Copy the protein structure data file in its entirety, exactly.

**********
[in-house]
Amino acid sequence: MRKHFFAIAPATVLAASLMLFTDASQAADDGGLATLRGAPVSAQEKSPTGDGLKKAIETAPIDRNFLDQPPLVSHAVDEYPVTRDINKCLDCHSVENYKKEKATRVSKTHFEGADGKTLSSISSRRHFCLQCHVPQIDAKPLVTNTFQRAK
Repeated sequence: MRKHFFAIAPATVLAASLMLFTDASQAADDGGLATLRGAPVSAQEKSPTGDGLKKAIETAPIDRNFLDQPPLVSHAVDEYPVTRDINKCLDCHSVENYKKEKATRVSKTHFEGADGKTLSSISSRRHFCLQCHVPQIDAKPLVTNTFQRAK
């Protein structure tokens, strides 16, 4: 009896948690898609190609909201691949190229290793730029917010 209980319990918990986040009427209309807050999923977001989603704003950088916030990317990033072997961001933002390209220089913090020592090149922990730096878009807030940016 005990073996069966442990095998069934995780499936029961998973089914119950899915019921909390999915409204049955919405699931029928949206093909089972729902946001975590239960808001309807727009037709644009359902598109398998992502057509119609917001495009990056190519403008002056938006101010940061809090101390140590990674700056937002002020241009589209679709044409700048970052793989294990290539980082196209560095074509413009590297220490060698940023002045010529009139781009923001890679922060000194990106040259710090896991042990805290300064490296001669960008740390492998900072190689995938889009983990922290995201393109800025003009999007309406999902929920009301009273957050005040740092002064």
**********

[in-house]
Amino acid sequence: MRKHFFAIAPATVLAASLMLFTDASQAADDGGLATLRGAPVSAQEKSPTGDGLKKAIETAPIDRNFLDQPPLVSHAVDEYPVTRDINKCLDCHSVENYKKEKATRVSKTHFEGADGKTLSSISSRRHFCLQCHVPQIDAKPLVTNTFQRAK
Repeated sequence: MRKHFFAIAPATVLAASLMLFTDASQAADDGGLATLRGAPVSAQEKSPTGDGLKKAIETAPIDRNFLDQPPLVSHAVDEYPVTRDINKCLDCHSVENYKKEKATRVSKTHFEGADGKTLSSISSRRHFCLQCHVPQIDAKPLVTNTFQRAK
């Protein structure tokens, strides 16, 4: 009896948690898609190609909201691949190229290793730029917010 209980319990918990986040009427209309807050999923977001989603704003950088916030990317990033072997961001933002390209220089913090020592090149922990730096878009807030940016 005990073996069966442990095998069934995780499936029961998973089914119950899915019921909390999915409204049955919405699931029928949206093909089972729902946001975590239960808001309807727009037709644009359902598109398998992502057509119609917001495009990056190519403008002056938006101010940061809090101390140590990674700056937002002020241009589209679709044409700048970052793989294990290539980082196209560095074509413009590297220490060698940023002045010529009139781009923001890679922060000194990106040259710090896991042990805290300064490296001669960008740390492998900072190689995938889009983990922290995201393109800025003009999007309406999902929920009301009273957050005040740092002064």